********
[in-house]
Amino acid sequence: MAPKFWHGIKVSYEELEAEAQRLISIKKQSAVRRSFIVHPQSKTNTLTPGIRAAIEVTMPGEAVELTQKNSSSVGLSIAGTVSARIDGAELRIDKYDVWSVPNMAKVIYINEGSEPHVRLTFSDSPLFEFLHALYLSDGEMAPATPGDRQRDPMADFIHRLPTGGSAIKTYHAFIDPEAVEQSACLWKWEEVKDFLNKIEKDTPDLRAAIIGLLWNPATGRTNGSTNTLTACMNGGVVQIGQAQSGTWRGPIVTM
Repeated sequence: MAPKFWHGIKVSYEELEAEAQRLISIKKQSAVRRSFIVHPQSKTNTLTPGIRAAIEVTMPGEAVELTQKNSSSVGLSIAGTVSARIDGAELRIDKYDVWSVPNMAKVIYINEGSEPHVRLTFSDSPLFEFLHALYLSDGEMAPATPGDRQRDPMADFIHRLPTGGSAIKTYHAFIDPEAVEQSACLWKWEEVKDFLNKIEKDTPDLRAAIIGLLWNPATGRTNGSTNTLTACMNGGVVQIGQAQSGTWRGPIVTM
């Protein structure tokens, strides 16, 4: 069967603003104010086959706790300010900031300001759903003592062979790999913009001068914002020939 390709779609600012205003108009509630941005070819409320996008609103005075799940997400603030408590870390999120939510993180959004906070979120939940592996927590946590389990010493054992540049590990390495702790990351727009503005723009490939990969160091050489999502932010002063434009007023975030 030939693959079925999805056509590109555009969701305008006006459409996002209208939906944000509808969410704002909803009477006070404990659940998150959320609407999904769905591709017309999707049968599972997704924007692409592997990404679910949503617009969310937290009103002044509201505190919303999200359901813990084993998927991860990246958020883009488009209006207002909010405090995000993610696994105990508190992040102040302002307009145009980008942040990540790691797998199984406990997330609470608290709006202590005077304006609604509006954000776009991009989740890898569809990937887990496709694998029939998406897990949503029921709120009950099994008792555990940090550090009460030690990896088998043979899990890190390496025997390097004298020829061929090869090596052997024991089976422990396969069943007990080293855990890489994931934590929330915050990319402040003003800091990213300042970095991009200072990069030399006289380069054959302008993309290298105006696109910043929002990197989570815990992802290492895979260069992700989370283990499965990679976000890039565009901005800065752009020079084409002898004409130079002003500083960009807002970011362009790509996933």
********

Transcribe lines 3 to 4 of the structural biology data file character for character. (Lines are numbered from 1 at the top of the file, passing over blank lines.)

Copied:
Repeated sequence: MAPKFWHGIKVSYEELEAEAQRLISIKKQSAVRRSFIVHPQSKTNTLTPGIRAAIEVTMPGEAVELTQKNSSSVGLSIAGTVSARIDGAELRIDKYDVWSVPNMAKVIYINEGSEPHVRLTFSDSPLFEFLHALYLSDGEMAPATPGDRQRDPMADFIHRLPTGGSAIKTYHAFIDPEAVEQSACLWKWEEVKDFLNKIEKDTPDLRAAIIGLLWNPATGRTNGSTNTLTACMNGGVVQIGQAQSGTWRGPIVTM
């Protein structure tokens, strides 16, 4: 069967603003104010086959706790300010900031300001759903003592062979790999913009001068914002020939 390709779609600012205003108009509630941005070819409320996008609103005075799940997400603030408590870390999120939510993180959004906070979120939940592996927590946590389990010493054992540049590990390495702790990351727009503005723009490939990969160091050489999502932010002063434009007023975030 030939693959079925999805056509590109555009969701305008006006459409996002209208939906944000509808969410704002909803009477006070404990659940998150959320609407999904769905591709017309999707049968599972997704924007692409592997990404679910949503617009969310937290009103002044509201505190919303999200359901813990084993998927991860990246958020883009488009209006207002909010405090995000993610696994105990508190992040102040302002307009145009980008942040990540790691797998199984406990997330609470608290709006202590005077304006609604509006954000776009991009989740890898569809990937887990496709694998029939998406897990949503029921709120009950099994008792555990940090550090009460030690990896088998043979899990890190390496025997390097004298020829061929090869090596052997024991089976422990396969069943007990080293855990890489994931934590929330915050990319402040003003800091990213300042970095991009200072990069030399006289380069054959302008993309290298105006696109910043929002990197989570815990992802290492895979260069992700989370283990499965990679976000890039565009901005800065752009020079084409002898004409130079002003500083960009807002970011362009790509996933």